carnitine motivated group in our study.
Elevated adiponectin serum levels could be explained
by the hypothesis that an improved oxidation of free fatty
acids might be associated with a secondary increase in
adiponectin expression [34].
Insulin levels showed large variations in our study.
The observed significant increases cannot be attributed to
either L-carnitine supplementation or motivation training
and may have been influenced by other non-controlled
parameters.
Our study demonstrates that the efficacy of a weight
loss program may be strongly influenced by motivation
training. For all parameters that showed significant changes
during the treatment (body weight, triglycerides, and adi-
ponectin levels), stronger effects were observed in the
L-carntine motivated group than in the L-carnitine non-
motivated group. This is supported by the study of Unick
et al. who investigated the influence of a telephone
motivation program on the achievement of weight loss in
overweight and obese women [35]. It turned out that the
number of telephone calls was a strong predictor of weight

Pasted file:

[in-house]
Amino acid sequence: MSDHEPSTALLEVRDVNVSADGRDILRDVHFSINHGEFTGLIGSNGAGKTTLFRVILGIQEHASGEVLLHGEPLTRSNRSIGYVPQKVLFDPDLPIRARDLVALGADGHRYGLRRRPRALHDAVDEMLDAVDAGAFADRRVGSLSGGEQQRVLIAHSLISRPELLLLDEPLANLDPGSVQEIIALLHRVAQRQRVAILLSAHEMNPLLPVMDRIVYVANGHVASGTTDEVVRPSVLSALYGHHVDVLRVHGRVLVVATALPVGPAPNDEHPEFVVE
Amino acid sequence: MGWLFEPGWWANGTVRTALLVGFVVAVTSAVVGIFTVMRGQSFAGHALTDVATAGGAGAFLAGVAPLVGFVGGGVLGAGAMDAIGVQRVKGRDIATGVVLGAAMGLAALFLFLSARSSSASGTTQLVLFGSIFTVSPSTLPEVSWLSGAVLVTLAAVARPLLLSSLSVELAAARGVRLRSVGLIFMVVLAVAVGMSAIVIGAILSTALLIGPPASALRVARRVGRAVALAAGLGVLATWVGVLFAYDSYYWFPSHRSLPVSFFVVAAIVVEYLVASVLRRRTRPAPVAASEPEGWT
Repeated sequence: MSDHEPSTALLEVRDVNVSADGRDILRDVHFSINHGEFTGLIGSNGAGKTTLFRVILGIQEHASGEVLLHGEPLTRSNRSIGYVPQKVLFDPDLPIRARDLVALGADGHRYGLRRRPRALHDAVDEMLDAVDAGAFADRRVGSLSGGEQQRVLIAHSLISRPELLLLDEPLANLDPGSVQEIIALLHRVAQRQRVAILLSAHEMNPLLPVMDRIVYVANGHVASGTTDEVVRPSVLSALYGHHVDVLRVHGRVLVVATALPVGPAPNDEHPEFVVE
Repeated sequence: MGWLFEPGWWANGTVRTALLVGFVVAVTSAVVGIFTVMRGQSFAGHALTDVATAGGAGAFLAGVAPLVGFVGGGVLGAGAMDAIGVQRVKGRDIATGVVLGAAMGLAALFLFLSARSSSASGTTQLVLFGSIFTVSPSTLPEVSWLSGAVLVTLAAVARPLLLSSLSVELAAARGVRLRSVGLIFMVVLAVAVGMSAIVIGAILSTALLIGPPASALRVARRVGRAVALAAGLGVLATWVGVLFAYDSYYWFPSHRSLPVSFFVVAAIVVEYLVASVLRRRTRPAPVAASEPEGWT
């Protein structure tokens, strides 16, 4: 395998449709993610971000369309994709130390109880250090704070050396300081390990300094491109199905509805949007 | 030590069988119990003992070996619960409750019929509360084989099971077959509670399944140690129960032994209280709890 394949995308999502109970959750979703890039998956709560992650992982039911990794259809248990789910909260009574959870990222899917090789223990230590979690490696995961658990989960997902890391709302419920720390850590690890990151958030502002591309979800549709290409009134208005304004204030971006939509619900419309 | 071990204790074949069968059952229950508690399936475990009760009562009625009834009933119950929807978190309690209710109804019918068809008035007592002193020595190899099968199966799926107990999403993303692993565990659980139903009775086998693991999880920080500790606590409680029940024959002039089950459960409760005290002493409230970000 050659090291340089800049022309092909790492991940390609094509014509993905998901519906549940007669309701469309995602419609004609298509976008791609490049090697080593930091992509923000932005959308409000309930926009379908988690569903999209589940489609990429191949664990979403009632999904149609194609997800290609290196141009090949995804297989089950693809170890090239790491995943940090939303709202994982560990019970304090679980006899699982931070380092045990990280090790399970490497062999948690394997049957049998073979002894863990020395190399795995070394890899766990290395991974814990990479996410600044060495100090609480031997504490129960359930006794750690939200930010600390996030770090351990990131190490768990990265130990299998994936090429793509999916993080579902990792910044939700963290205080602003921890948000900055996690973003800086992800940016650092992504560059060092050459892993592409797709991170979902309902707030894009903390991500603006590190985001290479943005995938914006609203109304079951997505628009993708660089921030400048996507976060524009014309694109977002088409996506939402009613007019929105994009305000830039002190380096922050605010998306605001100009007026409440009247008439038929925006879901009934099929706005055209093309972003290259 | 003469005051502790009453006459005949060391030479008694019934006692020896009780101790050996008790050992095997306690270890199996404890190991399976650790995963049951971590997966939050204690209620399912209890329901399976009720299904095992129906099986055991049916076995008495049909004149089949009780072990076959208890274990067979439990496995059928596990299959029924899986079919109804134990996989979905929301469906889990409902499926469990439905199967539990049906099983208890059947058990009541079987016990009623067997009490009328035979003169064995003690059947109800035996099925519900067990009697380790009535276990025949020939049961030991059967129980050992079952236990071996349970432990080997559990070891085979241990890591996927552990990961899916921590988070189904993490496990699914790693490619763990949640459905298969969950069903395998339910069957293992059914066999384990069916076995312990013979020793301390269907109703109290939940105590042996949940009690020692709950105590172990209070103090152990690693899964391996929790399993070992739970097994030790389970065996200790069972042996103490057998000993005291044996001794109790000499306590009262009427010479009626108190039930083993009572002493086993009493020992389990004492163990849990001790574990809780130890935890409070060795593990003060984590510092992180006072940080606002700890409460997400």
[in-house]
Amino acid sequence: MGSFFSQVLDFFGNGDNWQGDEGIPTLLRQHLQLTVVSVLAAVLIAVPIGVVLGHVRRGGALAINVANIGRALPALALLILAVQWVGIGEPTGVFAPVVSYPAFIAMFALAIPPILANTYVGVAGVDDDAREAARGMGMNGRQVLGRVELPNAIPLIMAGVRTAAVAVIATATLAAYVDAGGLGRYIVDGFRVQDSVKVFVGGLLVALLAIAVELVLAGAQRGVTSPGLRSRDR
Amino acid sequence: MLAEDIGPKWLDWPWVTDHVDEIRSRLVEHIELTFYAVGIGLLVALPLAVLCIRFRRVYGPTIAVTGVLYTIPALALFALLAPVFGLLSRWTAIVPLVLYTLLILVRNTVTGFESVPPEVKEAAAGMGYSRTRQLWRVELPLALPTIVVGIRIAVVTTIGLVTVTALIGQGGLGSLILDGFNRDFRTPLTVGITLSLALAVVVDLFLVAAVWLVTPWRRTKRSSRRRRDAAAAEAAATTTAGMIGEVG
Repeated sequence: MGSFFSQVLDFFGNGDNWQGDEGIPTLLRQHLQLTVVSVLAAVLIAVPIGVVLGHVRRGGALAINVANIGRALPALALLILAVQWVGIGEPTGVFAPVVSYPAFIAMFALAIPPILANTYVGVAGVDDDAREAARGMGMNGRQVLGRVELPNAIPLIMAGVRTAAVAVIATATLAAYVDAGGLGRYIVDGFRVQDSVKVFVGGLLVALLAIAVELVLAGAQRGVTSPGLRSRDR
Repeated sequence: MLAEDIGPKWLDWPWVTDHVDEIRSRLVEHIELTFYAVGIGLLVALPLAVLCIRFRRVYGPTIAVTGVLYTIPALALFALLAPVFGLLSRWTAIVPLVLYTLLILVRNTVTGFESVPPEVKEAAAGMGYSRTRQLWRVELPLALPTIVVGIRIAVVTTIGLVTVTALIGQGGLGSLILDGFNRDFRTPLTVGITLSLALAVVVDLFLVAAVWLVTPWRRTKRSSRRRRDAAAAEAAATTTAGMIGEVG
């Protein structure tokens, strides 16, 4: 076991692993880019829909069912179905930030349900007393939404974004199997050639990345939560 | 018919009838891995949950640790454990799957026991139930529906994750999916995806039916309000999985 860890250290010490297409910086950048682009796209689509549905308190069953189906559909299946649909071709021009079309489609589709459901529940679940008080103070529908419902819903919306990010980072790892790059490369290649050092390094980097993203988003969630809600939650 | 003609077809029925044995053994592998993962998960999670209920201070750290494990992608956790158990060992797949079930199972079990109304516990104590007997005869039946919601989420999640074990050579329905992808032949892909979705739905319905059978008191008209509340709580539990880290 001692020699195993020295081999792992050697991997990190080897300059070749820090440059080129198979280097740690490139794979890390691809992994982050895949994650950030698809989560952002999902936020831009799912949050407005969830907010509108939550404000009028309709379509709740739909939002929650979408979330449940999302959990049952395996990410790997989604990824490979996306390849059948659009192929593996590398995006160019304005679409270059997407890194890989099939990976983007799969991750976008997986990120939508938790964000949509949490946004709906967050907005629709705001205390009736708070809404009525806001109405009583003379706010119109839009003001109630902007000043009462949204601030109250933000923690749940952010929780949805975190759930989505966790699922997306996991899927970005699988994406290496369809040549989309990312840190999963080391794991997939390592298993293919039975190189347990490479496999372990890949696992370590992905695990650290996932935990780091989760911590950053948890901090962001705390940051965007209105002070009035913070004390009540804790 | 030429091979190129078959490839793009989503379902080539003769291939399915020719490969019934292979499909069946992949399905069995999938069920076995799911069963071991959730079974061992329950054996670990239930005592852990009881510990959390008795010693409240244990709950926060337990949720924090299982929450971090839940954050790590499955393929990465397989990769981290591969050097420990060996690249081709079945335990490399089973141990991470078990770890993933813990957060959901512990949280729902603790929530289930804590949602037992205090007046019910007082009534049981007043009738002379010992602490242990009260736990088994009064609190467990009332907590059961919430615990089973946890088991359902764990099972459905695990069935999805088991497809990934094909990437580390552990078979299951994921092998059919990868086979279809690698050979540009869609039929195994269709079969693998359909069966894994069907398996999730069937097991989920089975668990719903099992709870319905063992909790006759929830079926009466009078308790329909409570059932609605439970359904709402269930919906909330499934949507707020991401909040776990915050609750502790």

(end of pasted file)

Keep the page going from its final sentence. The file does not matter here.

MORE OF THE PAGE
loss success.
Several countries have recently started health pro-
grams to achieve lifestyle changes in order to support
weight loss and prevent metabolic diseases [36,37]. Our
results substantiate the beneficial effect of motivation
training on the efficacy of weight loss programs. Also for
the clinical examination of the efficacy of dietary supple-
ments, which may be affected by inter-individual life
style variability, the implementation of motivation train-
ing may be advisable to obtain more pronounced effects
of the intervention.
Supplementation of L-carnitine is considered safe for
doses up to 15 g/d in healthy men [38]. Therefore,
markers of hepatic and renal function as well as blood
hematology in Japanese men after daily ingestion of a
dose of L-carnitine of 500 mg/d for 4 weeks showed no